Morten Levin and Davydd Greenwood, in their book “Creating a New Public University,” put a lot of emphasis on what they call Neo-Taylorism. This is their general term for the corporate organizational form that dominates most contemporary universities. While everyone reading this has likely heard the expression “neoliberalism,” most people won’t have heard of “Neo-Taylorism.” So I wrote up a little primer in Q & A form.
Davydd Greenwood sends in a second response to Eli Thorkelson’s recent comments on Creating a New Public University and Reviving Democracy.
We are grateful for a review that invites a dialogue and we hope these topics will be discussed more broadly and from additional perspectives. Eli has been an important partner in this work ever since his undergraduate years and will continue to be long after we are gone.
Morten Levin writes with a response to Eli Thorkelson’s recent comments on Creating a New Public University and Reviving Democracy.
Thank you for the review of our book. This is what we need for our own professional development. Our challenge is to be open and responsive for comments or judgement of the book but still stick to our major arguments/ideas underpinning the book’s major point. I am glad that you seem to appreciate the “simple “language we are using. Simple language is not the same as simple ideas. We have learned a lot from this German, Australian and Norwegian based researcher Philip Herbst.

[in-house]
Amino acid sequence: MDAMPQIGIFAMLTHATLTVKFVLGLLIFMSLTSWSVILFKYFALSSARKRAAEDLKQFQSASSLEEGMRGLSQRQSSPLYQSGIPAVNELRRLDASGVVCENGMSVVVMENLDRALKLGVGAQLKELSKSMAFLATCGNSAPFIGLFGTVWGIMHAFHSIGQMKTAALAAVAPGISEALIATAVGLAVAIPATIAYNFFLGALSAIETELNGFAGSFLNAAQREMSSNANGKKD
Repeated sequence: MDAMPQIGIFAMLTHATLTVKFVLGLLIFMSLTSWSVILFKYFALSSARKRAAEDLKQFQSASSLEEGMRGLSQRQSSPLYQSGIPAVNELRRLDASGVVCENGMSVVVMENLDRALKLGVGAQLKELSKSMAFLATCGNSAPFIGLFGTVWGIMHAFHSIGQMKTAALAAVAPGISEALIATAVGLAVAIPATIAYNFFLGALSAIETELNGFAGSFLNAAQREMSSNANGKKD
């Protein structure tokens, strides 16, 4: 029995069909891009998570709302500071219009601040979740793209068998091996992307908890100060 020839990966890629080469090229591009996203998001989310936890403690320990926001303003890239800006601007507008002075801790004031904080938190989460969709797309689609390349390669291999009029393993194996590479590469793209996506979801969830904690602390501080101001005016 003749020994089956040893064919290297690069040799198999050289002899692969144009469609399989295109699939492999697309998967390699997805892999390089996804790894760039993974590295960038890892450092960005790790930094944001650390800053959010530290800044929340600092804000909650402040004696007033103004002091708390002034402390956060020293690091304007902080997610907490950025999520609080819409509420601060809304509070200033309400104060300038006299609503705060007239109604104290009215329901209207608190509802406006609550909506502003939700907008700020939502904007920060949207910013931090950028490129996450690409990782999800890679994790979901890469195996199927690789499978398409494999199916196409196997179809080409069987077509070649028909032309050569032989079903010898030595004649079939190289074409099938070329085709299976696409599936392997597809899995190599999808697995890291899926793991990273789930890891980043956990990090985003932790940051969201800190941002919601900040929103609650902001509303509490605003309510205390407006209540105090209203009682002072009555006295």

Last year, Morten Levin and Davydd Greenwood published a book whose title sufficiently indicates its broad scope and ambition: Creating a New Public University and Reviving Democracy. The subtitle, Action Research in Higher Education, indicates the authors’ preferred method for realizing their goals. The book is written in plain language and speaks at a general level to participants in American and European higher education. Berghahn Books is releasing it in paperback in 2018. It is neither an ethnographic case study, nor a global history, nor an abstract critique of higher education. Rather, it is a manifesto for what public universities might look like if they were thoroughly democratized; it is a practical guide to participatory research as a means of organizational change; and it is a general theory of why participatory democracy is inseparable from any education worth having.